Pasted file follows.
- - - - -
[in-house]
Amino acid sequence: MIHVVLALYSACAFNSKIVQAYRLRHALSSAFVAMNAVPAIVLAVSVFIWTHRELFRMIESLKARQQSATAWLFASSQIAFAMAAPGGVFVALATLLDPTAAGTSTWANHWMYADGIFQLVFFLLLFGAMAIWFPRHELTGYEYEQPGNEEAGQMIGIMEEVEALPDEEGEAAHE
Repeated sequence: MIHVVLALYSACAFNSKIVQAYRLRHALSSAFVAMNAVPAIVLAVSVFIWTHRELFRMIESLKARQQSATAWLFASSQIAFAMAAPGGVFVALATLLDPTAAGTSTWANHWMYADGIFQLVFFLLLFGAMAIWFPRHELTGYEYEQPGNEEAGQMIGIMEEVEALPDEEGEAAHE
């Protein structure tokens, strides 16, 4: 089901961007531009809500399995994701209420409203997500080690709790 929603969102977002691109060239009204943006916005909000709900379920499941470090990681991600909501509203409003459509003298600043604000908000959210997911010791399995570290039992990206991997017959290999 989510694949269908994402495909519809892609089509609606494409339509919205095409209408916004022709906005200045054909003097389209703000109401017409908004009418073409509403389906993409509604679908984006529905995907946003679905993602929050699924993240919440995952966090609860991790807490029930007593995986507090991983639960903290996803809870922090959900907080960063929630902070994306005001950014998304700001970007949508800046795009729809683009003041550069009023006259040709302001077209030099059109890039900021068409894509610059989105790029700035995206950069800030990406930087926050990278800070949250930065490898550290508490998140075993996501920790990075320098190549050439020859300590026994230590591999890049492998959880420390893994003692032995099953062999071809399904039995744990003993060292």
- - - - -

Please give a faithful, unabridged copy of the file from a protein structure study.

[in-house]
Amino acid sequence: MIHVVLALYSACAFNSKIVQAYRLRHALSSAFVAMNAVPAIVLAVSVFIWTHRELFRMIESLKARQQSATAWLFASSQIAFAMAAPGGVFVALATLLDPTAAGTSTWANHWMYADGIFQLVFFLLLFGAMAIWFPRHELTGYEYEQPGNEEAGQMIGIMEEVEALPDEEGEAAHE
Repeated sequence: MIHVVLALYSACAFNSKIVQAYRLRHALSSAFVAMNAVPAIVLAVSVFIWTHRELFRMIESLKARQQSATAWLFASSQIAFAMAAPGGVFVALATLLDPTAAGTSTWANHWMYADGIFQLVFFLLLFGAMAIWFPRHELTGYEYEQPGNEEAGQMIGIMEEVEALPDEEGEAAHE
């Protein structure tokens, strides 16, 4: 089901961007531009809500399995994701209420409203997500080690709790 929603969102977002691109060239009204943006916005909000709900379920499941470090990681991600909501509203409003459509003298600043604000908000959210997911010791399995570290039992990206991997017959290999 989510694949269908994402495909519809892609089509609606494409339509919205095409209408916004022709906005200045054909003097389209703000109401017409908004009418073409509403389906993409509604679908984006529905995907946003679905993602929050699924993240919440995952966090609860991790807490029930007593995986507090991983639960903290996803809870922090959900907080960063929630902070994306005001950014998304700001970007949508800046795009729809683009003041550069009023006259040709302001077209030099059109890039900021068409894509610059989105790029700035995206950069800030990406930087926050990278800070949250930065490898550290508490998140075993996501920790990075320098190549050439020859300590026994230590591999890049492998959880420390893994003692032995099953062999071809399904039995744990003993060292």